A local Christian community had been waiting to build its church for two years. The Assemblies of God Church had the necessary permits, and the land destined for construction is private property. Currently, 25 churches are shut and guarded by police in the same state.
New Delhi (AsiaNews) – More than 150 Christians in Atrauli, a city in Aligarh District, Uttar Pradesh, watched powerless as the initial work on their church was torn down. The members of the Assemblies of God (AG) Church had waited for two years before they got the right papers authorising construction.
The demolition of their would-be church is the umpteenth example of discrimination against Christians, this according to Persecution Relief. Shibu Thomas, the Christian NGO’s founder, blames local religious fanatics led by the “chairman of the Municipal Council” who said “as long as I am here, I will make sure the church is not built”.
Two years ago, Rev Raju Abraham, who has headed the local AG community for ten years, obtained the permits needed to build a church on private land, about 165 square metres.
On 30 March, work began on the walls after a solemn ceremony and a festive inauguration. “It was not an easy task to start the building,” the clergyman said. But “People had donated their hard-earned money to build it”.
The whole process was difficult from the start. Although permits were issued two years ago, construction did not start in time and so new permits were required. Once this was done, work finally started.
However, on the morning of 5 April, city officials, including Municipal Chairman Nagar Palika, as well as police came to the site with a bulldozer, which razed the three 5-feet walls that had been built.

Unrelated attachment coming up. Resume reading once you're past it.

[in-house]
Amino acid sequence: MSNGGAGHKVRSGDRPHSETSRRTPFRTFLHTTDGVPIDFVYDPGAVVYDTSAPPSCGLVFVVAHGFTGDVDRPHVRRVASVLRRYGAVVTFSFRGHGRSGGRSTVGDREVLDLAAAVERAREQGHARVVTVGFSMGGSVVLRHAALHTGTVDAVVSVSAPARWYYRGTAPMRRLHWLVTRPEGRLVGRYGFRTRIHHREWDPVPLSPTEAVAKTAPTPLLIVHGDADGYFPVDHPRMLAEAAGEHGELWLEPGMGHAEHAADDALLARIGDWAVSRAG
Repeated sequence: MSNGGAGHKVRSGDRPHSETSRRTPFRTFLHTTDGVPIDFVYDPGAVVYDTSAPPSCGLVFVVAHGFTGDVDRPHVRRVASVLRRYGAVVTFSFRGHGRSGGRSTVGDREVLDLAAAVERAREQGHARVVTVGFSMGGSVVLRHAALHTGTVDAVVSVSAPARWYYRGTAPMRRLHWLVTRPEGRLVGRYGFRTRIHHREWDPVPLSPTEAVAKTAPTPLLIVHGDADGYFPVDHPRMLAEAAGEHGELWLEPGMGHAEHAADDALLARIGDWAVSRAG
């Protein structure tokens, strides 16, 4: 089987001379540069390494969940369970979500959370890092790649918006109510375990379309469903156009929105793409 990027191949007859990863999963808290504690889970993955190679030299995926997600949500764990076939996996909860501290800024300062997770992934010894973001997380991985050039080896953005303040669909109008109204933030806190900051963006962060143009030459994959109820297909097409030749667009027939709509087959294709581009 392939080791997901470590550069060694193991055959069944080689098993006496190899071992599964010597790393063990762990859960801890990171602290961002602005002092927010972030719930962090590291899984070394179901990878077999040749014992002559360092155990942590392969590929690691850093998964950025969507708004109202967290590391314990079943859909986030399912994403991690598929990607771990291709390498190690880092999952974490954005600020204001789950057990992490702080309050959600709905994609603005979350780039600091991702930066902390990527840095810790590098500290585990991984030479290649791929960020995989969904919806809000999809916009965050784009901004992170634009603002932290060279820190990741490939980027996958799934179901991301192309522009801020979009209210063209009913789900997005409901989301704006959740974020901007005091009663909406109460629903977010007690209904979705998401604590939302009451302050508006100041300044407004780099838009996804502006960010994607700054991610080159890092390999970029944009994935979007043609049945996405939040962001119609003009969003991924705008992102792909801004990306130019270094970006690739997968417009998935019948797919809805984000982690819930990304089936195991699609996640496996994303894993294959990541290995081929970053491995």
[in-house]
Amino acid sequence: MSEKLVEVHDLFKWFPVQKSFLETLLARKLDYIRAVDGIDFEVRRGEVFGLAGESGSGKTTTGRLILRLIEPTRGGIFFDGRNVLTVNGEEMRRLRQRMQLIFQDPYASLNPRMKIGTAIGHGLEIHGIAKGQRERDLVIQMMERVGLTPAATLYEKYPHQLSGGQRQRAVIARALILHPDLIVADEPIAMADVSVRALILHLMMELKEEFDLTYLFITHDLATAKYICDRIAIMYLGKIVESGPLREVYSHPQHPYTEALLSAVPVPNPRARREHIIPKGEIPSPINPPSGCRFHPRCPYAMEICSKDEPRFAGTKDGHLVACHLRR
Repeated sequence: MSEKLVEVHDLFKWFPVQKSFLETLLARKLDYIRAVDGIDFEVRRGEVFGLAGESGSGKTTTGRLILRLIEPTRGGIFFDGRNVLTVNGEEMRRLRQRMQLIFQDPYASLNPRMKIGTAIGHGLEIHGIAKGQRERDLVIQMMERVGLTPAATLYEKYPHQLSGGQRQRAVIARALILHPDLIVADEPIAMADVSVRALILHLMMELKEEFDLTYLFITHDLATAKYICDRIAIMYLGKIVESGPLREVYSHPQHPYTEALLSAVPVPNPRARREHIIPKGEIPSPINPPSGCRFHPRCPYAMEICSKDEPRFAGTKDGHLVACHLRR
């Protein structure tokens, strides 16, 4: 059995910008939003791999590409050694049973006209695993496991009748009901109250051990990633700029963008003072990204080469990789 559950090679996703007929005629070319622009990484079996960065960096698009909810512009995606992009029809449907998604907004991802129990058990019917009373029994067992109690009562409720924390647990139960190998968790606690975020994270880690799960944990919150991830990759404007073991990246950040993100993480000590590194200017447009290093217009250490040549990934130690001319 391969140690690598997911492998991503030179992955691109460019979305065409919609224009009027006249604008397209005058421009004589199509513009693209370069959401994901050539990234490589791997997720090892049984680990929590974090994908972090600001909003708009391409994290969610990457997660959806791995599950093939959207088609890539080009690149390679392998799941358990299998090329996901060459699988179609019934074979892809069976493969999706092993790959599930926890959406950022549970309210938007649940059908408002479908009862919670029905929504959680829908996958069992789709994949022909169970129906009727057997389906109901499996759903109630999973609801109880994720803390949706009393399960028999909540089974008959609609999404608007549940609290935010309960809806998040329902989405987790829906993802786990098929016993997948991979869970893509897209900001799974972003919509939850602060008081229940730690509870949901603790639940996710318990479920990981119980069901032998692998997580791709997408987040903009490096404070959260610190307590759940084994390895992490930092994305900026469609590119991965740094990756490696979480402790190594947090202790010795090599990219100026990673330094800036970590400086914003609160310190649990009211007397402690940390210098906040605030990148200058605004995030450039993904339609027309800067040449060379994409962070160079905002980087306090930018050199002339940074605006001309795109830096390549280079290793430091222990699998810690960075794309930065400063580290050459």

For Thomas, the chairman “is motivated by religious prejudice”. Sadly, “The damage caused to the church, a symbol of religious tolerance, seems almost irreparable,” explained Rev Abraham.
Over the past few years, hundreds of churches and Christian-owned buildings have been razed to the ground across India “under the pretext that people are worshipping a foreign God”.
Just last year, Persecution Relief has recorded more than 129 persecution incidents in Uttar Pradesh, the most hostile of India’s 29 states. In the first quarter of 2019, it recorded another 27 incidents of persecution in the state.
For Shibu Thomas, the building permits were valid. Furthermore, knowing full well that the country is going to the polls, the local community did everything by the book to avoid situations like this.
It is absurd “that the municipal authorities drove into private property with a JCB” (a mechanical digger). “When they came, they asked for the permit,” he explained. When they were shown the paper, “they snatched it from the pastor’s hands and took it with them”.
There was only one copy, which complicates matters. And “some [Hindu] religious fanatics who live in the community” have now “threatened the pastor” and the members of the congregation.
All this is possible in Uttar Pradesh because the “local government and politicians are involved,” Thomas said. “More than 25 churches are still closed with police guarding them, not allowing people to enter”.
As a result, the community is devastated. For the activist, Christians have the right to profess their religion and must be respected.
(Video credit: Persecution Relief)